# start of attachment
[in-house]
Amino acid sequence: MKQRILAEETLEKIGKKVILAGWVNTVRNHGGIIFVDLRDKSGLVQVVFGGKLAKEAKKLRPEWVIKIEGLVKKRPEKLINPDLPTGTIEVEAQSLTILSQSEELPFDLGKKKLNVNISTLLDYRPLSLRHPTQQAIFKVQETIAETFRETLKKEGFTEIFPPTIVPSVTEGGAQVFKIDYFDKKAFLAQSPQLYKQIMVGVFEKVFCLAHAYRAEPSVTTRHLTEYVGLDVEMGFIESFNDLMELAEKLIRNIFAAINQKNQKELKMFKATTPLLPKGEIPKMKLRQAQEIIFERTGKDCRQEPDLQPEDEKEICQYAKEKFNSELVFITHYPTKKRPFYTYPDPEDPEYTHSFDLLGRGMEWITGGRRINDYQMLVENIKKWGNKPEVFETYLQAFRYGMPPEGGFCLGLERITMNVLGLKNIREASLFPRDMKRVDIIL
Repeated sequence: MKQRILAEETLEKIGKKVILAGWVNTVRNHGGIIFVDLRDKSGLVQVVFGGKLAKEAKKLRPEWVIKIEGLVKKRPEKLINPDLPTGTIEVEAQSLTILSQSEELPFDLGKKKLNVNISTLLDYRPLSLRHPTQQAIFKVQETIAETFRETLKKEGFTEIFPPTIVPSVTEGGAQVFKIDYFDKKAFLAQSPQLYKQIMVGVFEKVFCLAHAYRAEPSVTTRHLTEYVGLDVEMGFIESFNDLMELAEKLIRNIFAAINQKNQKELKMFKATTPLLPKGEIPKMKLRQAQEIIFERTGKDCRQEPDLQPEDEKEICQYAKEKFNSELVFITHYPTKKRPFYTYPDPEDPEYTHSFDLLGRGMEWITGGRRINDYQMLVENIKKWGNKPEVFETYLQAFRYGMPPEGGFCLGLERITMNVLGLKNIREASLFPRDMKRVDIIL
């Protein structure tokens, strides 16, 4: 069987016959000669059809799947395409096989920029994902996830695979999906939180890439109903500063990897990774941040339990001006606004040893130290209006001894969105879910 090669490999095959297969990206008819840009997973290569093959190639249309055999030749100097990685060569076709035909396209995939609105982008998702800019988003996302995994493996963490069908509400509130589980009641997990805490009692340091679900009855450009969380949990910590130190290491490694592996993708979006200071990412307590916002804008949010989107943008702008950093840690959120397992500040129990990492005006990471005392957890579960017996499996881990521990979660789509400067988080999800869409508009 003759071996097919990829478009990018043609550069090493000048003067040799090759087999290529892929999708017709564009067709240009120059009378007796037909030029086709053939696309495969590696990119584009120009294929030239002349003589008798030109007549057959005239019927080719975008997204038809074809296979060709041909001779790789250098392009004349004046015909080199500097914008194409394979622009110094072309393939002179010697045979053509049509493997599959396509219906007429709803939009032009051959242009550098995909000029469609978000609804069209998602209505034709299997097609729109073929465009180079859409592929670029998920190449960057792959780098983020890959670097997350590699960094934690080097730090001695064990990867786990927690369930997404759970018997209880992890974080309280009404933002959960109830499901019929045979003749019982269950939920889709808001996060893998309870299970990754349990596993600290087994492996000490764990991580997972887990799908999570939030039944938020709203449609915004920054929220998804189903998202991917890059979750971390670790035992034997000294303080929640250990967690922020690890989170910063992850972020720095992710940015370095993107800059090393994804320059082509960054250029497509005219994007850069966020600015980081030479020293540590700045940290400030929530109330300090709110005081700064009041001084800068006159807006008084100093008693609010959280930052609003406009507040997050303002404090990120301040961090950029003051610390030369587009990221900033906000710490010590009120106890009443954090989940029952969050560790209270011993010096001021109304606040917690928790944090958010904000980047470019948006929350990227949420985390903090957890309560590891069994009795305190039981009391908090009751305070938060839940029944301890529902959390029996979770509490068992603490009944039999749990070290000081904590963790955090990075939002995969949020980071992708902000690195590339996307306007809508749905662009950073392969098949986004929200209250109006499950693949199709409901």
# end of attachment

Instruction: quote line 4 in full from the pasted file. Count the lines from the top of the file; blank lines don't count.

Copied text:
């Protein structure tokens, strides 16, 4: 069987016959000669059809799947395409096989920029994902996830695979999906939180890439109903500063990897990774941040339990001006606004040893130290209006001894969105879910 090669490999095959297969990206008819840009997973290569093959190639249309055999030749100097990685060569076709035909396209995939609105982008998702800019988003996302995994493996963490069908509400509130589980009641997990805490009692340091679900009855450009969380949990910590130190290491490694592996993708979006200071990412307590916002804008949010989107943008702008950093840690959120397992500040129990990492005006990471005392957890579960017996499996881990521990979660789509400067988080999800869409508009 003759071996097919990829478009990018043609550069090493000048003067040799090759087999290529892929999708017709564009067709240009120059009378007796037909030029086709053939696309495969590696990119584009120009294929030239002349003589008798030109007549057959005239019927080719975008997204038809074809296979060709041909001779790789250098392009004349004046015909080199500097914008194409394979622009110094072309393939002179010697045979053509049509493997599959396509219906007429709803939009032009051959242009550098995909000029469609978000609804069209998602209505034709299997097609729109073929465009180079859409592929670029998920190449960057792959780098983020890959670097997350590699960094934690080097730090001695064990990867786990927690369930997404759970018997209880992890974080309280009404933002959960109830499901019929045979003749019982269950939920889709808001996060893998309870299970990754349990596993600290087994492996000490764990991580997972887990799908999570939030039944938020709203449609915004920054929220998804189903998202991917890059979750971390670790035992034997000294303080929640250990967690922020690890989170910063992850972020720095992710940015370095993107800059090393994804320059082509960054250029497509005219994007850069966020600015980081030479020293540590700045940290400030929530109330300090709110005081700064009041001084800068006159807006008084100093008693609010959280930052609003406009507040997050303002404090990120301040961090950029003051610390030369587009990221900033906000710490010590009120106890009443954090989940029952969050560790209270011993010096001021109304606040917690928790944090958010904000980047470019948006929350990227949420985390903090957890309560590891069994009795305190039981009391908090009751305070938060839940029944301890529902959390029996979770509490068992603490009944039999749990070290000081904590963790955090990075939002995969949020980071992708902000690195590339996307306007809508749905662009950073392969098949986004929200209250109006499950693949199709409901």